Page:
National initiatives for international students

Recognised as one the five super growth sectors contributing to Australia’s transition from a resources-based to a modern services economy, international education offers an unprecedented opportunity for Australia to capitalise on increasing global demand for education services.

National Strategy for International Education 2025

In 2016, the Australian Government released Australia’s first National Strategy for International Education 2025 (IE Strategy) highlighting the importance of international education to Australia. This Strategy sets out a 10-year plan to ensure Australia remains a leader in the provision of education services to overseas students. The goals and actions of the IE Strategy have been developed through three lenses: the benefits and opportunities for students, the benefits and opportunities for Australia, and the benefits and opportunities for the world. This balance is essential to ensure that we continue to meet the needs of students, business and industry while we grow.

The IE Strategy also recognises that international education offers opportunities to advance diplomacy through Australian educated alumni who develop lasting connections at personal, organisational and government levels.

The success of the IE Strategy in meeting its objectives will be evaluated using five indicators:

  • Benchmarking against international standards;
  • The employability of graduates;
  • Quality of the student experience;
  • Increased international collaboration and alumni engagement; and
  • Growth in market share from the current level of 6 per cent.

Research training

In 2017, the International Education Association of Australia (IEAA) published a range of good practice principles (GPPs) for higher education institutions to consider, with the important caveat that the GPPs are relevant to the research training of all HDR1 candidates (domestic and international):

  1. Treat the academic success and personal wellbeing of international HDR candidates as core business.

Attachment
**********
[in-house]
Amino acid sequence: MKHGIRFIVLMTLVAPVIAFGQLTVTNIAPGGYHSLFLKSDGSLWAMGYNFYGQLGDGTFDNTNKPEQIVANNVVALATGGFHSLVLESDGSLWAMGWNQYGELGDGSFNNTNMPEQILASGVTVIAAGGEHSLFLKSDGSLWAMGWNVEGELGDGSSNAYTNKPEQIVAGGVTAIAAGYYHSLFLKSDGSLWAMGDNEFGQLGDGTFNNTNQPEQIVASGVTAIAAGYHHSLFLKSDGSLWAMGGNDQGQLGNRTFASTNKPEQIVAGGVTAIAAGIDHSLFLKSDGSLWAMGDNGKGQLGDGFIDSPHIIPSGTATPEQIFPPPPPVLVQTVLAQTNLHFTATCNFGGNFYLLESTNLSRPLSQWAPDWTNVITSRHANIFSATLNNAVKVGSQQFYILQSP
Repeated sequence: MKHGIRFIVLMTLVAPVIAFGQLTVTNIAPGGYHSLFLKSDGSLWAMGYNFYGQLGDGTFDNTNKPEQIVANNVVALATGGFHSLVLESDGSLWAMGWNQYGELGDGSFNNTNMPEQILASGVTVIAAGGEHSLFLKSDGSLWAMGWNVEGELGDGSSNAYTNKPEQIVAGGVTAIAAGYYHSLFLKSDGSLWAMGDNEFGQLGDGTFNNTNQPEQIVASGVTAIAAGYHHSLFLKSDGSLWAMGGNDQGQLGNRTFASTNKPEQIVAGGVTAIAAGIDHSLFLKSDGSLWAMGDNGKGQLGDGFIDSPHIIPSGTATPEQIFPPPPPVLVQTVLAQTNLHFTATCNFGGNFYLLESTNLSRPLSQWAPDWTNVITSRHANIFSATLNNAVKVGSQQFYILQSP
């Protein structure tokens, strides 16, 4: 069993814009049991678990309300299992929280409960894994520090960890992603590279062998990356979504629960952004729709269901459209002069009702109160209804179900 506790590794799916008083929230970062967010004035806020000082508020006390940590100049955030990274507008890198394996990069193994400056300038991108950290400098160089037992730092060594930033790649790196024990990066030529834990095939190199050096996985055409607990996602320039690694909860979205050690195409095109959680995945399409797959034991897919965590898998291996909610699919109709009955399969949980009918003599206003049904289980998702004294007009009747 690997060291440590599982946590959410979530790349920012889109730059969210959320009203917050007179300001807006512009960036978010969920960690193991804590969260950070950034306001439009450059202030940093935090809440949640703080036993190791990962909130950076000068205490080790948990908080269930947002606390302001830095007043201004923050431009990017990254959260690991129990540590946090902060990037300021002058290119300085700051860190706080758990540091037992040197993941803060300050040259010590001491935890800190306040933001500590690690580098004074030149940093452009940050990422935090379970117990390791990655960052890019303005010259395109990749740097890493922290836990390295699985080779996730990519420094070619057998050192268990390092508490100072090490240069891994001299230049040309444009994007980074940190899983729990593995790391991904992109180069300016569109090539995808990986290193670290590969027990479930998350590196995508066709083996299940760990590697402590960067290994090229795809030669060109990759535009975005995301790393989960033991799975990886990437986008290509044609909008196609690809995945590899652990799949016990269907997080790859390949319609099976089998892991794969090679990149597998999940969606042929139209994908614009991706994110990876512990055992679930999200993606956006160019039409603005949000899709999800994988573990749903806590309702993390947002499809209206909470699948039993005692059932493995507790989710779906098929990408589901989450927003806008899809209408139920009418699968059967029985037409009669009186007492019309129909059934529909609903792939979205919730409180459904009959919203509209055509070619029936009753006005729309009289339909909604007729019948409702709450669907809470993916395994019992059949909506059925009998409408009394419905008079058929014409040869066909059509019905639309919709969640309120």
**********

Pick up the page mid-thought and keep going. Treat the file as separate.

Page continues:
2. Clearly articulate a strategic commitment to reciprocal intercultural supervision as a venue for transformative learning for all candidates, supervisors, disciplines and the university.
  3. Support supervisors of international HDR candidates to participate in professional development for intercultural supervision.
  4. Provide opportunities for HDR candidates, supervisors and the wider university to generate, share and benefit from the presence of international HDR candidates.
  5. Recognise the diversity of international HDR candidates and plan to address the learning needs of each candidate.
  6. Develop a relationship between the institution and international candidates prior to their enrolment.
  7. Continue to develop the relationship between the institution and international HDR candidates beyond graduation.
  8. Provide international HDR candidates with opportunities to advance their English language and broader transferable skills throughout their candidature.

Alumni engagement

To further engage with international alumni, the Australia Global Alumni Engagement Strategy 2016-2020 was released in 2016. This whole of government public diplomacy initiative has been developed in collaboration with Australia’s tertiary education sector and aims to:

“Grow a global alumni community that actively engages and promotes Australia and advances our national interests, especially in the Indo-Pacific region.”

This mission is addressed by three strategic actions:

  • Connect alumni to each other and to Australia, and connect people working with our alumni to share information, knowledge and resources;
  • Mobilise engagement with alumni through events, professional development, business and research opportunities; and
  • Celebrate the achievements and ongoing two-way linkages between alumni and Australia.

Australia 2030: Prosperity through Innovation

The Australian Government released Australia 2030: Prosperity through Innovation strategic plan in February 2018. It covers 30 recommendations and five action areas to optimise Australia’s innovation system. Other strategic opportunities identified in the plan include:

  • Improving access to global talent pools by increasing the profile of Australia as an attractive destination for business builders; and
  • Promoting greater diversity in the research and innovation workforce.

Global Innovation Strategy

In 2016, the Australian Government launched the Global Innovation Strategy as an overarching framework to guide Australia’s international industry, science and innovation collaboration. With an initial investment of $36 million over four years in funding initiatives, the strategy supports economic and science diplomacy efforts to increase international industry–research collaboration and build strong connections within the Asia-Pacific region.


HDR stands for Higher Degree Research. In Australia, our HDR students (known as ‘candidates’) are completing a research degree, usually referring to a PhD. Click here for more information on what this means.